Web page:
The educational experiment known as the flexible learning year (FLY) in the Redwood Area School District has come to an end.
After a 6-1 vote, with school board member Jim Buckley voting against, the Redwood Area Board of Education has opted to begin the 2019-20 school year after Labor Day.
The FLY schedule, which allowed the local school district to begin its school year 10 days prior to the post Labor Day mandated start date, had been in place for the past nine school years having been approved by the Minnesota Department of Education, via an application process, three separate times.
After hosting three public hearings, the last which was held just prior to the start of its Dec. 17 meeting, the board talked about the decision early on during its meeting.
The FLY concept was established by the state, and its requirements are established in Minnesota Statute 124. Under that statute a flexible learning year program must be designed to accomplish at least one of the following:
• Improving instructional quality.
• Increasing cost-effectiveness.
• Making better use of community resources or available technology.
• Establishing an alternative eligibility criteria intended to identify pupils in need of special education services.
Members of the school board indicated they do not believe there is evidence to demonstrate that the school district is meeting those requirements.
Wayne Junker, school board member and former educator, said in his experience as a teacher he knows students are ready to start school in August, and they are ready to be done with school before Memorial Day.
Yet, he added, the school has not met the standard when it comes to the regulations of the FLY statute. Junker added there are much more important issues that the school district and the community need to address.
“We are a hurting community,” said Junker. “So many of our kids are hurting, and addressing that is so much more important than FLY.”
The impression the majority of the board gave during the meeting is that they didn’t think it was worth moving forward with the application for the fourth FLY program simply because they didn’t think it would be approved because the district has not met the burden of proof.
Jim Buckley, school board member and the lone dissenting vote, stated he still maintained his support for FLY, because he believes that it is what is best for the students and the staff.
“This is not about lake cabins,” said Buckley, adding no one can say having 10 days added to the school year before the standardized testing is a bad thing.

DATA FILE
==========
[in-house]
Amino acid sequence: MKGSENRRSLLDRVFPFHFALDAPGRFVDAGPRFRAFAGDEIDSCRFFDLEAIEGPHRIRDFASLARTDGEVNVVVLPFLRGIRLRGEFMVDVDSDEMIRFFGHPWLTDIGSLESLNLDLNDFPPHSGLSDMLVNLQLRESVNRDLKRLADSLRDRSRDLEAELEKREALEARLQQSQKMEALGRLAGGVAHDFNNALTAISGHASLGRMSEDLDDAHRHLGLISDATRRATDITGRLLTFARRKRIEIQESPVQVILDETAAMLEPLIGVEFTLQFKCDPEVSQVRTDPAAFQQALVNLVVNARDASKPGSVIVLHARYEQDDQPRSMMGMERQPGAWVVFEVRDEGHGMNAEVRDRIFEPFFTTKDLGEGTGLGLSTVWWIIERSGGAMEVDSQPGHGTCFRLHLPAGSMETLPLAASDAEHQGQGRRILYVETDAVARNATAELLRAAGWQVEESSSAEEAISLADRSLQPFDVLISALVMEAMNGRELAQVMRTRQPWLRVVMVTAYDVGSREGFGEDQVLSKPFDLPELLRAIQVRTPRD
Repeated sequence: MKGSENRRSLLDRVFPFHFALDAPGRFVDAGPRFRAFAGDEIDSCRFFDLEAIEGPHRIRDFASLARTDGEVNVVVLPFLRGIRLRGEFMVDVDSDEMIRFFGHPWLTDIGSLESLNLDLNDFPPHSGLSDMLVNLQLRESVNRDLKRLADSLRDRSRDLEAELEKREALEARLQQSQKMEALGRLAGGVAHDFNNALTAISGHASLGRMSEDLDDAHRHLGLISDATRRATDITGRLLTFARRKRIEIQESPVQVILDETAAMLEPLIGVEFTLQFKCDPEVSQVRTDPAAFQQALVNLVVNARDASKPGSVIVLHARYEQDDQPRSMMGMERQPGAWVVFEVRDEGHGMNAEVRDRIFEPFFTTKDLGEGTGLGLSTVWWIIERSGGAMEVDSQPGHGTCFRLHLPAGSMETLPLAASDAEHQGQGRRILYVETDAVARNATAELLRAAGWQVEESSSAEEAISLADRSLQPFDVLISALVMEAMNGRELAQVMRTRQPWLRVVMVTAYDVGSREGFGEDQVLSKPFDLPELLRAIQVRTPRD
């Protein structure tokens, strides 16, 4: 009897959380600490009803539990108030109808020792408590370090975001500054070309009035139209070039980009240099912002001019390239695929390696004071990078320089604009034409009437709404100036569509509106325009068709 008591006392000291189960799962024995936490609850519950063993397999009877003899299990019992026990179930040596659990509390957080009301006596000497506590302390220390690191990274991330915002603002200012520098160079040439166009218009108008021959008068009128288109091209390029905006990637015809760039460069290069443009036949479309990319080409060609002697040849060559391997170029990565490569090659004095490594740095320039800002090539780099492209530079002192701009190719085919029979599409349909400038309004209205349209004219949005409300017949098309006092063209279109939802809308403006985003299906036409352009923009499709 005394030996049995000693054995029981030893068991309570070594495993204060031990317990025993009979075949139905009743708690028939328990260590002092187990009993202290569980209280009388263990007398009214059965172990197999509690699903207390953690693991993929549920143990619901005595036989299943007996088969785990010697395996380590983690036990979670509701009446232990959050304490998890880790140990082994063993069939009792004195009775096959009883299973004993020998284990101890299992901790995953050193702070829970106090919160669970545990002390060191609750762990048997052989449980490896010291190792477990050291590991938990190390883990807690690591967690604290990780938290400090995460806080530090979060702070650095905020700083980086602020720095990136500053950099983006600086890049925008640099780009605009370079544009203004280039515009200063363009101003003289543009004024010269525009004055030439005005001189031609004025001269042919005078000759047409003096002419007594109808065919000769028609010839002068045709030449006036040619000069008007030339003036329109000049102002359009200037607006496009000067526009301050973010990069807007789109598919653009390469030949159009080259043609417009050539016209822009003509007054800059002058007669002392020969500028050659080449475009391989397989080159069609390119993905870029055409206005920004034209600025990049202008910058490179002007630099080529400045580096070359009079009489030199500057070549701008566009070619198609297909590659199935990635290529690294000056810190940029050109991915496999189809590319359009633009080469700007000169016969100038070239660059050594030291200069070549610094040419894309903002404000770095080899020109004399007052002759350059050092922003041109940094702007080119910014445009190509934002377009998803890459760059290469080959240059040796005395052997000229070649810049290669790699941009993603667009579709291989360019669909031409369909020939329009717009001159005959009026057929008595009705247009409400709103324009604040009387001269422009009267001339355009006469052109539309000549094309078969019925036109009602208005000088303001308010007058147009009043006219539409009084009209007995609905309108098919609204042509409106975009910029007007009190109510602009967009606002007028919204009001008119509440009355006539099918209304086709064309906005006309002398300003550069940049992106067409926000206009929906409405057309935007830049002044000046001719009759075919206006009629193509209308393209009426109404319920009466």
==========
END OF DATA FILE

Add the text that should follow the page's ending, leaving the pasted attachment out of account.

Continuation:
Other members also expressed their support for the flexible learning year.
“I wish the test scores would have gone up,” said Tim Joyce.
Joyce added he thinks the school board needs to have a serious discussion about how to proceed, adding maybe now is the time for it to begin working with the state legislature to change the state law that requires the school year starts after Labor Day.
Buckley said the Minnesota School Board Association has made that a priority for years, but nothing has changed.
The board expressed concern about having students still in school in June.
“Kids today are under a lot of stress and pressure,” said Joyce, adding while that may not be as evident at the elementary level it definitely manifests itself with high school students.
He added they need that clean break during the year to just take a breath. The fact that the first semester would not end now until after the Christmas break does not allow for that.
The board recognized making the change is going to be a shock to the students and the staff. The majority of them have never experienced a different schedule.
In fact, next year’s seniors would have been in the third grade when the FLY program began.
“May is going to be tough,” admitted Junker.
The board will now look to create a different calendar for the 2019-20 school year.
Rick Ellingworth, Redwood Area School District superintendent, said the school year must include 174 student days, adding, unless a number of non-student contact days are cut from the schedule, getting a calendar to have a May finish is going to be almost impossible.
The board will continue its 2019-20 calendar discussion at future meetings.
In other action during its meeting, the school board:
• Assigned the school district general fund balances. As of June 30, 2018, the unassigned fund balance for the district is $2,316,980. The board also has an assigned fund balance of $1,350,372, with $1,115,450 of that funding classified as restricted meaning it can only be used for specific programs.
• Accepted the resignation of Morgan Hagert from her position as the varsity girls tennis coach.
• Approved the employment of Katlin LeClaire as an alternative learning program staff member teaching Algebra II and geometry for the second semester for an estimated 180 hours, as well as approving 15 hours of teaching time for the early childhood family education staff to help teenage parents.
• Approved the employment of Skylar Dehncke, Tayte Harazin, Caitlyn Johnson and Amy Martius as Reede Gray Elementary School paraprofessionals as part of the career mentorship program. Each will work Monday through Friday from 9:50 until 10:20 a.m. at a rate of $9.50 per hour.